Posted on January 17, 2017
I had the opportunity to attend the Association for Talent Development (ATD)’s TechKnowledge Reimagine Learning conference in Las Vegas last week. With around 1500 attendees, the ATD Conference offers the latest technology trends in talent development and an opportunity to show how Udemy for Business’ consumer-based learning platform can help reimagine learning at organizations.
Here are some of my key takeaways on the exciting, innovative trends that are happening in corporate learning.
While Vegas will always be a little noisy—too many bright lights and slot machines—I did get the opportunity to try an Oculus Virtual Reality (VR) headset. My takeaway? I’m not sure what the hype is all about. I did VR rock climbing, but it was not at all like the real thing—it was far too easy and didn’t invoke any fear of heights. At this point, the VR experience is not a “virtual reality,” but more of a “360 interactive video game.” The experience felt similar to Xbox Kinect or Wii, the only difference is that you can swivel your head and look around. The bottom line: virtual reality, in the real sense of the word, is still some years away. The challenge I see with applying VR to recreate immersive learning environments is that the user will always know it’s a game and not “real,” and it likely won’t trigger the same feelings as in the real world. For example, in military or police training, you know you won’t actually die. This makes a big difference in your decision-making and actions. It’s still an innovative training tool, but it hasn’t reached its full potential yet.
We’re experiencing an exciting, new revolution in the workplace with the rise of big data. We used to live in an environment of data scarcity, but today we live in an era of data abundance. With all kinds of data insights at our fingertips about employees—everything from what makes a good manager to why people leave—L&D leaders can use this data to shape the behavior they want.
According to Rahaf Harfoush, a digital anthropologist and author of the fascinating book The Decoded Company, when we use “data as a sixth sense” and apply it to change behavior, we can then create “engineered ecosystems” or meaningful work experiences. She shared the well-known example of Project Oxygen at Google. After three months of combing through all kinds of data from performance reviews to emails, Google’s People Analytics team distilled eight key traits of successful managers at the company. They then used this data to reform how they recruited managers and they created eight new training modules focusing on teaching each trait to new and existing managers. The result? Managers improved up to 70% in their performance reviews in terms of the eight desired traits such as being a good coach, not micro-managing, and showing empathy. Rahaf Harfoush describes this as creating a culture with intent or shaping engineered ecosystems using the power of big data.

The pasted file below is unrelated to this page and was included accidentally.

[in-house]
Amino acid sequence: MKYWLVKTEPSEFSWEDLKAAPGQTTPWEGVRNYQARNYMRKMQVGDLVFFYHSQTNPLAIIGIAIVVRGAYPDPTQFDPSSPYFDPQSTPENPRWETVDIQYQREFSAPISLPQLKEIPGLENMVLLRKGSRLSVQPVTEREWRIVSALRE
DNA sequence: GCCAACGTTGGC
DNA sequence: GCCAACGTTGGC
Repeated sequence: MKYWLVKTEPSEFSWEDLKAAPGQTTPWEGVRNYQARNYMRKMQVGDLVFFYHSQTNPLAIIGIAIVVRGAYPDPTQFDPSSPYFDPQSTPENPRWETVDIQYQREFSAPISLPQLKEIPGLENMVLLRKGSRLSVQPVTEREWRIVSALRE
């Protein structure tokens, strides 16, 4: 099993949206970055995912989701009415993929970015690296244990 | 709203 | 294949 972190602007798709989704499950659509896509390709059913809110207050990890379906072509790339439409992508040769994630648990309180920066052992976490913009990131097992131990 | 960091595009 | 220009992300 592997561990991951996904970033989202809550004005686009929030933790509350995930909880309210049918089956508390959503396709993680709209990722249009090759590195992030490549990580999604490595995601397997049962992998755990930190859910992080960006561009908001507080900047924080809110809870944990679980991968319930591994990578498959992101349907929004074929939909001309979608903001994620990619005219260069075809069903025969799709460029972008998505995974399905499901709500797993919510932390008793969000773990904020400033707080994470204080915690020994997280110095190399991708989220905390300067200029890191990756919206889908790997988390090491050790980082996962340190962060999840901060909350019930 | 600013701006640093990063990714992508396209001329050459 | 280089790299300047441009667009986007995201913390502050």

According to education research, there are two features that make good learning environments: active learning and relationships. So it makes sense that the collaborative environment of networked relationships offered by social media creates a natural place for learning.
There is nothing like asking your colleague to show you how to do something. However, imagine multiplying this by ten times, a hundred times even. This is the power of social media. But how do you promote collaboration and get people to interact? We can’t force people to be social, but L&D can create the right environment for social collaborative learning to occur. For example, L&D can create a digital space for learning by tapping into the potential of “crowd sourced learning” by getting employees to interact and create content on chat discussion forums, internal wiki pages or Slack messaging channels. This kind of informal learning that happens in everyday conversations offline and increasingly online is on the rise. Social collaborative learning can reinforce what was taught in formal settings and create supportive peer environments for continual, on-demand learning.
In this era with so many on-demand online learning resources available, Millennials can find what they need to learn on their own. Millennials also expect consumer-like learning technology. They want learning to be fun and engaging like Netflix, with ratings and reviews to help them cut through the noise and select what they want. Our recent Learning Index Report found that Millennials were the largest group of online learners on our Udemy platform at 48%, ahead of Gen X and Baby Boomers in the workforce. What does this mean for L&D? It means you need to provide a host of really great and innovative learning resources and make them available for your workforce to use when and where they want. Find out what online resources your employees are already using and bring those solutions into the workplace to create a familiar environment and increase learning engagement.
Bringing in cool external resources to create a blended learning environment also means L&D professionals need to become curators and trusted advisors of learning content. Jennifer Hofman of Insync Training explains that curation validates the resources you’ve collected so it’s important to share why a particular resource resonated with you. Think of an independent bookstore or library with recommended books by staff members with notes on why they liked this particular book. When you’re excited about something, people are more likely to want it. And if it’s good, they will begin to see you as a trusted expert.
It’s an exciting time to be in L&D. However, the diversity of new technologies and approaches can be overwhelming sometimes, so think big and start small.